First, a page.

Dow Jones Utility Index Catches A Second (Bullish) Wind

By Jim Donnelly, Olson Global Markets

After having been one of the star performing sectors of 2011, utilities stocks have lagged badly behind this year (2012), posting a miserly 3.1% gain year-to-date. That said, the current weekly chart of the Dow Jones Utility Index (DJU) reveals that it has recently rebounded off of key trend line support at 466.37 and appears to be in position to make a new “leg” higher. If it does, it could begin a renewed move toward the 525 area, which happens to the “target” of a bullish “reverse head & shoulders” pattern that developed between 2008 and 2010.

Although there is an argument to be made that utility dividend yields are not as juicy as they were a couple of years ago, they still look attractive given Fed Chairman Ben Bernanke’s plan to keep short-term interest rates near zero through at least mid-2015. Moreover, yields on telecom giants ATT (symbol: T) and Verizon (symbol: VZ) have declined by roughly 40bps since May to 5.00% and 4.60% respectively with yields on many utility companies holding steady or even moving up a little during the same period. That, of course, was due to a rise in telecom stock prices and a dip in utility stock prices.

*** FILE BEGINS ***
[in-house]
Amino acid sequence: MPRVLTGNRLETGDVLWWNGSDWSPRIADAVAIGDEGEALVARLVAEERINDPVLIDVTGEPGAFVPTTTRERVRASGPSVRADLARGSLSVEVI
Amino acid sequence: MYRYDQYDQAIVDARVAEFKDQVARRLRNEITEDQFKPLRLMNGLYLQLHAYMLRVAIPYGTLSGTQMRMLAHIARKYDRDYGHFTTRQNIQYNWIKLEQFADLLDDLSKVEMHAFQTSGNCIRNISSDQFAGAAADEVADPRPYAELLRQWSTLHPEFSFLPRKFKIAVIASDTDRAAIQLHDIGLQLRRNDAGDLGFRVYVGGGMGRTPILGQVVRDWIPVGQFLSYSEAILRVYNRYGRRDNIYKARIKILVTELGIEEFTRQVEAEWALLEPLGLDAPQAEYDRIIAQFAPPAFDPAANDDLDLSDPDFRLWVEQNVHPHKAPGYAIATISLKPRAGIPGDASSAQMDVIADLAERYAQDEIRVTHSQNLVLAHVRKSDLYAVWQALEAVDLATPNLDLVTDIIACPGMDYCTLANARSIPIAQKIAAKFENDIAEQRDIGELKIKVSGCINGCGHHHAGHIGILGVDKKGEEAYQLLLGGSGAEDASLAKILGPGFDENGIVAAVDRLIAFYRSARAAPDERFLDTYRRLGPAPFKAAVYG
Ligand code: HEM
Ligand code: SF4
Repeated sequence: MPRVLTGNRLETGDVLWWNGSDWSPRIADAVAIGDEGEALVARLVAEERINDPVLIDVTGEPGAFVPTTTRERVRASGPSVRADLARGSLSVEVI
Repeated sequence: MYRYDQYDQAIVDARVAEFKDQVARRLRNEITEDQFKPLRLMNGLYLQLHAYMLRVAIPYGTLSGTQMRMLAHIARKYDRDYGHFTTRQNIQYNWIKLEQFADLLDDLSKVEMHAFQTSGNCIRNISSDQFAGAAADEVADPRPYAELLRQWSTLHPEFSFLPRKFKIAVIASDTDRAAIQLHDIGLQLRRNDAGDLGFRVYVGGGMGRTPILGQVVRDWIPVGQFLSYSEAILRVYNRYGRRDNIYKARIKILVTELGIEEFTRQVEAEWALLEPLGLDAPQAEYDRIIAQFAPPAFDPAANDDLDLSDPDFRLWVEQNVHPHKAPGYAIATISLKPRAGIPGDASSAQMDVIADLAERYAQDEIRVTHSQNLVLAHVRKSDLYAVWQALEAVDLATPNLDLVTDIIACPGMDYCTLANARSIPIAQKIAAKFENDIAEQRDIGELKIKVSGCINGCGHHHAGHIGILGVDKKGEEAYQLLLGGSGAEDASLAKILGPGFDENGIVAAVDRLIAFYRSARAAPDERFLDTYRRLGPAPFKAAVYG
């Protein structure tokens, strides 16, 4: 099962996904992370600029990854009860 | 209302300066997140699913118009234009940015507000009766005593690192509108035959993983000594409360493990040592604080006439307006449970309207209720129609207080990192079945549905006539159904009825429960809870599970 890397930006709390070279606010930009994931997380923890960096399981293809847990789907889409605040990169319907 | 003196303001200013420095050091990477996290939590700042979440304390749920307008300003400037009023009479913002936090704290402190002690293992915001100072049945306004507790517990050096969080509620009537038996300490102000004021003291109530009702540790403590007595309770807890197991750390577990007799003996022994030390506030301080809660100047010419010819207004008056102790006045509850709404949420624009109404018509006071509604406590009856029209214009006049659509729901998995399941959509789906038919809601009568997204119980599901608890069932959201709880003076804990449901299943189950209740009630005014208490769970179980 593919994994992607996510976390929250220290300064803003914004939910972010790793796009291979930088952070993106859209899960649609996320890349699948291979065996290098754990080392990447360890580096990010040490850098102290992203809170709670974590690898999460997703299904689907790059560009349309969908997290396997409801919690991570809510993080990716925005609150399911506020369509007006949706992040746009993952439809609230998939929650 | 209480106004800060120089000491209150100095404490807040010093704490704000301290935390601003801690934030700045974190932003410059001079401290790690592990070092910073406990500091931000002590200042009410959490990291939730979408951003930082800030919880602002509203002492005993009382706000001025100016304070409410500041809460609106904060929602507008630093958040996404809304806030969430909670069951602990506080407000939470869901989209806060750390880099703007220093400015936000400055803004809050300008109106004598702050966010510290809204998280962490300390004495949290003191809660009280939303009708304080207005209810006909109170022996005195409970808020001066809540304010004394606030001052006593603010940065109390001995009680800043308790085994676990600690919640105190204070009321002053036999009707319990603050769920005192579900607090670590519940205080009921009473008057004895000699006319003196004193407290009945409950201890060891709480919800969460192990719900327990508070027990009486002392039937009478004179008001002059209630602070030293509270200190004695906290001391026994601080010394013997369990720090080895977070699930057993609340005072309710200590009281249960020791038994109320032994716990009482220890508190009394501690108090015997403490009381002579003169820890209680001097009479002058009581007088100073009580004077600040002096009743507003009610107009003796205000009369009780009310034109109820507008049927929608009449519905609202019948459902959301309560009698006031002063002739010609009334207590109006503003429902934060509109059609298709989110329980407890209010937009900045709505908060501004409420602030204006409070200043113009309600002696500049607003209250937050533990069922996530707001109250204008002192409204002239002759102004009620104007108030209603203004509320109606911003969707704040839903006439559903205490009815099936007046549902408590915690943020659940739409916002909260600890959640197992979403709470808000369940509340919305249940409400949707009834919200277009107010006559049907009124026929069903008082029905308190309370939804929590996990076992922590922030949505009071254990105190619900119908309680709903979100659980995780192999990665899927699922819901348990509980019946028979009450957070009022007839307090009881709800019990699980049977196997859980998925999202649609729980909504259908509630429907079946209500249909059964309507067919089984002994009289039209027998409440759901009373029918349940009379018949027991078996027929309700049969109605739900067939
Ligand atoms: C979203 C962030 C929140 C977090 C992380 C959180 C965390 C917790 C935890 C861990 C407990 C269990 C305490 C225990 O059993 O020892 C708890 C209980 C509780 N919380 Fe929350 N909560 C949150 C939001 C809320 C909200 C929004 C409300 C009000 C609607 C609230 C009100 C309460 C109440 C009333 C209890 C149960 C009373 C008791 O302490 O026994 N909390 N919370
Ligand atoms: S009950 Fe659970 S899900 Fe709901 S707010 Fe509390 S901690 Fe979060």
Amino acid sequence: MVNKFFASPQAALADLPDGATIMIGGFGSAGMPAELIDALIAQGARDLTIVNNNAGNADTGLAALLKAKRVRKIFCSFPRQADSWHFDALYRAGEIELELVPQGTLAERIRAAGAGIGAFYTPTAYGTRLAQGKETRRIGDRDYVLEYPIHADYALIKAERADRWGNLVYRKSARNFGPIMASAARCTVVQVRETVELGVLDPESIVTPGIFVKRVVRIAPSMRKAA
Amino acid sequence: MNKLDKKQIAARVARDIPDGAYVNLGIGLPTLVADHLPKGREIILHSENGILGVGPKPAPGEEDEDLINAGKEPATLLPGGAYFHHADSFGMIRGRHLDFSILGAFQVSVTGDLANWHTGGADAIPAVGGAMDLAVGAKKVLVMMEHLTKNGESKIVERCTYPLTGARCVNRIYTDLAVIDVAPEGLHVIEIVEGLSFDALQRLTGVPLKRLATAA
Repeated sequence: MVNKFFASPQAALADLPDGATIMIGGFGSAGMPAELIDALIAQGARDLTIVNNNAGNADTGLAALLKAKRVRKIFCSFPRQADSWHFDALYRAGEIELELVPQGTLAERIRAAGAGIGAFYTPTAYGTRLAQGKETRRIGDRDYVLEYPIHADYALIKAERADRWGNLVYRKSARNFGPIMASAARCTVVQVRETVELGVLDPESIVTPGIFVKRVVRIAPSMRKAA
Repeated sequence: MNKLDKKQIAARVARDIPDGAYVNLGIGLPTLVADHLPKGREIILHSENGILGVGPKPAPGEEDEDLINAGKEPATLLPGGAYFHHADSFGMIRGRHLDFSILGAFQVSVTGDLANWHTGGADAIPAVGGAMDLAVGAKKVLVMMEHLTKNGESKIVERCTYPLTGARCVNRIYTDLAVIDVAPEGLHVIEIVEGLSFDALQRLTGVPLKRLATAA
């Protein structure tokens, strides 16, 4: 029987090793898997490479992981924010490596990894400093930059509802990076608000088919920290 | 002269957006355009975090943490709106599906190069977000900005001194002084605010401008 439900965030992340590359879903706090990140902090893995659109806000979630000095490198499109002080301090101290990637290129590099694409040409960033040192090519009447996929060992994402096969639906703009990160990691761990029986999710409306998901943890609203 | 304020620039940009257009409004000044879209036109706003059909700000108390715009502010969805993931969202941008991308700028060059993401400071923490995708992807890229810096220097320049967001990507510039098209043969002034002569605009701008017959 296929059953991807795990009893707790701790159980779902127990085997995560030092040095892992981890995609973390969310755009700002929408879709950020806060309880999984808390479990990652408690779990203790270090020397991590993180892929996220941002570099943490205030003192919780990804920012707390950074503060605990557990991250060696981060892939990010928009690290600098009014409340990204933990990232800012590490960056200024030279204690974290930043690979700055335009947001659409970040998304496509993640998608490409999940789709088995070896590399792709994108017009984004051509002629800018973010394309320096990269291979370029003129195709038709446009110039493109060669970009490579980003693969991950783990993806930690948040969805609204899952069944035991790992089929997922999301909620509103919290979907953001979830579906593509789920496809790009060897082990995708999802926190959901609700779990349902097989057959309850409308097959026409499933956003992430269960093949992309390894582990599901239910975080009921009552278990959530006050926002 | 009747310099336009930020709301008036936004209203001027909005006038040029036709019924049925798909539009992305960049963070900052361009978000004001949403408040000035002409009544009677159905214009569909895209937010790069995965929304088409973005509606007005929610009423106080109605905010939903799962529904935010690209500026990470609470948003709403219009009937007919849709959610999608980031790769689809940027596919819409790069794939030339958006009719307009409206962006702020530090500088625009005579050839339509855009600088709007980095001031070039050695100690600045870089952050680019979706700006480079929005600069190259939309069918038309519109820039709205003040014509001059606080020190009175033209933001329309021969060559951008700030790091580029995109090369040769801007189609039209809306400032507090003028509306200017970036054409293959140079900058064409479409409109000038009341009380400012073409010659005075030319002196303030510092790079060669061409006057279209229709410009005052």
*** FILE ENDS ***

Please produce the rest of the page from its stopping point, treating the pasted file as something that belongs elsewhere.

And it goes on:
Nevertheless, the Dow Jones Utility Index appears to be ready to make up for some lost ground. High yielders within the Dow Jones Utility Index now include: Exelon (EXC at 5.70%), First Energy (FE at 4.80%), Duke Power (DUK at 4.70%), PG&E Corp. (PCG at 4.30%), American Electric Power (AEM at 4.20%) and Southern Company (SO also at 4.20%).

Utility names that are not part of the Dow Jones Utility Index include: Pepco Holdings (POM at 5.70%), PPL Corp. (PPL at 4.80%) and Unitil Corp. (UTL at 5.10%).

The Federal Reserve’s plan to extend its zero percent policy through mid-2015, to extend operation twist until the end of the year, and to buy $40 billion of mortgage backed securities for an indefinite period of time should keep a floor under utility prices for some time to come. In turn, that should entice “yield seekers” to consider buying utility stocks for a period of time as well.

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